...in Obama’s TRANSFORMATIONAL LIBERALISM, the moderate David Brooks finally notices. More moderates should have noticed this BEFORE the election, along with what would surely be the consequences of UNIFIED Democratic government. Brooks is right that rallying the moderates against Euro-transformationalism can’t have much to do with Rush.
Literature, Poetry, and Books
"The national situation continued to decline: plunging stock market, soaring prices, inflation running at 18 percent. This last factor, combined with six consecutive quarters of negative growth, officially signaled stagflation. The U.S. Treasury was furiously printing dollars, while the dollar itself had lost 40 percent of its value over the last six months. The Federal Reserve, meanswhile, had announced yet another hike in the discount rate, to 14 percent. Amid this calamitous economic news, the Congress adamantly--some said magnificently--refused to cut federal spending, with the result that the year's deficit was not projected at $1.1 trillion.Ah, the good old days. When a $1.1 trillian deficit was so unthinkable that it was fodder for a satirical novel. It was disinclined to note this sign of the times on NLT, but then I read Buckley seems to be having second thoughts about his support for Obama.
"Hold on--there's a typo in that paragraph. "$3.6 trillion budget" can't be right.The entire national debt is--what--about $11 trillion? He can't actually be proposing to spend nearly one-third of that in one year, surely. Let me check. Hmm. He did. The Wall Street Journal notes that federal outlays in fiscal 2009 will rise to almost 30 percent of the gross national product. In language that even an innumerate English major such as myself can understand: The US government is now spending annually about one-third of what the entire US economy produces. As George Will would say, "Well."
I talked with Gordon Lloyd (Pepperdine) for about thirty minutes on (as Gordon puts it) how "the Americans have emigrated from the Founding" and "how do you get Americans to be comfortable about being Americans." Needless to say, it was a great conversation with this fine American, partly wisdom, partly skimble-skamble stuff.
Brian McDonald’s essay isn’t as good as some of the drunken writers he loves, but it’s not bad. Aside from Niven/Pournelle’s Inferno, I’m walking through Raymond Chandler’s The Long Goodbye, having been told by a friend, "I think it’s his best, but I don’t understand it. It’s too complicated." Well, no need to understand the whole when you get parts like this: "There was a girl beside him. Her hair was a lovely shade of dark red and she had a distant smile on her lips and over her shoulders she had a blue mink that almost made the Rolls-Royce look like just another automobile. It didn’t quite. Nothing can."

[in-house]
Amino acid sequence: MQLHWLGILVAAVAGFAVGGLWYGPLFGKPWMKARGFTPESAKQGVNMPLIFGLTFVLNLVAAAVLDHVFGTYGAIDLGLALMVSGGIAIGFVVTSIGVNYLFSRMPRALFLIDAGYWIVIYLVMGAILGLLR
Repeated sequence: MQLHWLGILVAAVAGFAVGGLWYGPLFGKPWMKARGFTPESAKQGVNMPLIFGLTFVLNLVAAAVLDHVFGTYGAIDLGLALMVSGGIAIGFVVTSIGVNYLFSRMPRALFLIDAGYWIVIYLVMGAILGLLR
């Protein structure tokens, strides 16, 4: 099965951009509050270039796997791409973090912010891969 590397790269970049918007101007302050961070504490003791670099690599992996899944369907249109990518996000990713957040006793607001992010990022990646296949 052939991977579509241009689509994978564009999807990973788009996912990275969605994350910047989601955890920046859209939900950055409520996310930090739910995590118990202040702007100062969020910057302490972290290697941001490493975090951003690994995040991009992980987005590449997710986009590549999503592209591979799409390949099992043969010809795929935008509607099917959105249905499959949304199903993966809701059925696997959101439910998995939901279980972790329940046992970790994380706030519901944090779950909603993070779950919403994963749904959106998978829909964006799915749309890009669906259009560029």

Yes, the headline is a bit unfair. But can you imagine the media response to stories like this if the current occupant of the White House were anyone else?
1. Obama is economically more leftist/European than some dared hope.
2. The economy is much worse and will prove to be much more recalcitrant than most hoped.
3. There seems to be a Democratic/MSM conspiracy to focus on Rush and Newt are leaders of the opposition. I hope I’m not dissing these smart and eloquent men by saying that they’re old and white, have some questionable personal features, and seem to many to be yesterday’s news. More generally, the heightened MSM coverage of the CPAC conference was clearly meant to marginalize the impetus to oppose the president.
4. Romney is saying some good stuff about Obama’s Europeanization of the economy, and it’s worth discussing whether this observant believing, economically savvy, and personally admirable family man should be encouraged to take the lead. There are obviously arguments in the other direction, such as his inability to resonate...
5. The pressure is necessarily on Bobby Jindal and Eric Cantor. Bobby J was obviously overhandled the other night and needs to get back to his fast talking, policy wonkish, high IQ self.